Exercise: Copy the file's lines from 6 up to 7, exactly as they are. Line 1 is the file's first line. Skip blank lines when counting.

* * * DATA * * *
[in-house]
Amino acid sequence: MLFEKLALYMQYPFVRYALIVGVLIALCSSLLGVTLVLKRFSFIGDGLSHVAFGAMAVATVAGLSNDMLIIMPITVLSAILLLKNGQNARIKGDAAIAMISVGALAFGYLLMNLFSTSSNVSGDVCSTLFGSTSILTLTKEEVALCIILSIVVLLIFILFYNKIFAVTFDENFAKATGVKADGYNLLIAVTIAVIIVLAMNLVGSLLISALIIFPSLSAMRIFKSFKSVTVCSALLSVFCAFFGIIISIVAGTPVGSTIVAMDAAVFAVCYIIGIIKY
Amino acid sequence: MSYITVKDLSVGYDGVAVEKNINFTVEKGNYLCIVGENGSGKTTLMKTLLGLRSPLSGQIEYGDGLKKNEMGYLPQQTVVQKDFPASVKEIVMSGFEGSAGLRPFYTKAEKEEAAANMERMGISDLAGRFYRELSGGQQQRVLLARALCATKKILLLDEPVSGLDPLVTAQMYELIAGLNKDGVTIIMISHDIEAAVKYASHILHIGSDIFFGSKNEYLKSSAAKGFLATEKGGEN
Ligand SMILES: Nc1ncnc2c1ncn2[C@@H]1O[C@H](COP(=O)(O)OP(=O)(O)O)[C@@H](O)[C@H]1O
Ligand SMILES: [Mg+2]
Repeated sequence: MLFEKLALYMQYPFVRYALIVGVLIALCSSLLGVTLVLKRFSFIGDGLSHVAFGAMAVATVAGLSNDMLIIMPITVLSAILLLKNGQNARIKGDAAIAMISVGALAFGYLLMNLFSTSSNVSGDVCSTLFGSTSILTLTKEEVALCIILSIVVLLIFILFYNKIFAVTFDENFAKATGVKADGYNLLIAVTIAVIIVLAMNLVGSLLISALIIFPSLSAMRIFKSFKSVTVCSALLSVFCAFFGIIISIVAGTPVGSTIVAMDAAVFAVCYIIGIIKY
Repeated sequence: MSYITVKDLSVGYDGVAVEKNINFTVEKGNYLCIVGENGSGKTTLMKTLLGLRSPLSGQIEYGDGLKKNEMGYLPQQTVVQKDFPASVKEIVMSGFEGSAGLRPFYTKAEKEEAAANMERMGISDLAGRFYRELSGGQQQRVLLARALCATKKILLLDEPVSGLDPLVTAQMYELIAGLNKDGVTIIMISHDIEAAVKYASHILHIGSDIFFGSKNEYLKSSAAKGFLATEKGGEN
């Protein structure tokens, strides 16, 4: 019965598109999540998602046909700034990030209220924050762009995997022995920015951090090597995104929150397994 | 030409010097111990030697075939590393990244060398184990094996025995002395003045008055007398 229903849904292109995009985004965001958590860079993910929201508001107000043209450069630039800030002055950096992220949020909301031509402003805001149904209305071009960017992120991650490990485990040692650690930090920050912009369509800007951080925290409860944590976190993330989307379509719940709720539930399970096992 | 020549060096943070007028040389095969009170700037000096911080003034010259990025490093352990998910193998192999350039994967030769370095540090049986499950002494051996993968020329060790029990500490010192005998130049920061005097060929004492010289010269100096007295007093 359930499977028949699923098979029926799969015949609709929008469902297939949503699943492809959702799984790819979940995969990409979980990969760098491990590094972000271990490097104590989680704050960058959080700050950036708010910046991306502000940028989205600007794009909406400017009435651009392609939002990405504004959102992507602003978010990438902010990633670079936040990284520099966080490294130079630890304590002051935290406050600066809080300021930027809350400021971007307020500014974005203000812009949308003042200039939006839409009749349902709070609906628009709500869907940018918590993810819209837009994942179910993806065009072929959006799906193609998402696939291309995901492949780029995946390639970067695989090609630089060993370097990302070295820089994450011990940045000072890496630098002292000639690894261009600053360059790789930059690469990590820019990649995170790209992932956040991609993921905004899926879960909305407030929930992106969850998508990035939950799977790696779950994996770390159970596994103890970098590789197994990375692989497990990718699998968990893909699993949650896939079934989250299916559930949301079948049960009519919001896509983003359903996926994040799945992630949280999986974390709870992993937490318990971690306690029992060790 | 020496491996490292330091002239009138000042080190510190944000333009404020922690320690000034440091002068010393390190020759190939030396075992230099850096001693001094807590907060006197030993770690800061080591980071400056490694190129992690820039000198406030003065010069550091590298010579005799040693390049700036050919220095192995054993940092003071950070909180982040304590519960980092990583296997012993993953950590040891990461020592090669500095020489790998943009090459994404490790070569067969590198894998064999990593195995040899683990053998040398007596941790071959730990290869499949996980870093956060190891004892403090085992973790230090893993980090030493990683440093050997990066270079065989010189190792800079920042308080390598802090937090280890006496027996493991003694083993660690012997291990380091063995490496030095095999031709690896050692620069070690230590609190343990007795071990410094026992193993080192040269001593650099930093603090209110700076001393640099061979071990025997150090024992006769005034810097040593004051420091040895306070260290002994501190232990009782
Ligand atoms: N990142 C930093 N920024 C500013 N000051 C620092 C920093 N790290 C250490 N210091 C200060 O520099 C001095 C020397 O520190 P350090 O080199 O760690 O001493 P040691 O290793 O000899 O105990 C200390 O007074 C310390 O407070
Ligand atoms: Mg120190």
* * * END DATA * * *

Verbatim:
Repeated sequence: MLFEKLALYMQYPFVRYALIVGVLIALCSSLLGVTLVLKRFSFIGDGLSHVAFGAMAVATVAGLSNDMLIIMPITVLSAILLLKNGQNARIKGDAAIAMISVGALAFGYLLMNLFSTSSNVSGDVCSTLFGSTSILTLTKEEVALCIILSIVVLLIFILFYNKIFAVTFDENFAKATGVKADGYNLLIAVTIAVIIVLAMNLVGSLLISALIIFPSLSAMRIFKSFKSVTVCSALLSVFCAFFGIIISIVAGTPVGSTIVAMDAAVFAVCYIIGIIKY
Repeated sequence: MSYITVKDLSVGYDGVAVEKNINFTVEKGNYLCIVGENGSGKTTLMKTLLGLRSPLSGQIEYGDGLKKNEMGYLPQQTVVQKDFPASVKEIVMSGFEGSAGLRPFYTKAEKEEAAANMERMGISDLAGRFYRELSGGQQQRVLLARALCATKKILLLDEPVSGLDPLVTAQMYELIAGLNKDGVTIIMISHDIEAAVKYASHILHIGSDIFFGSKNEYLKSSAAKGFLATEKGGEN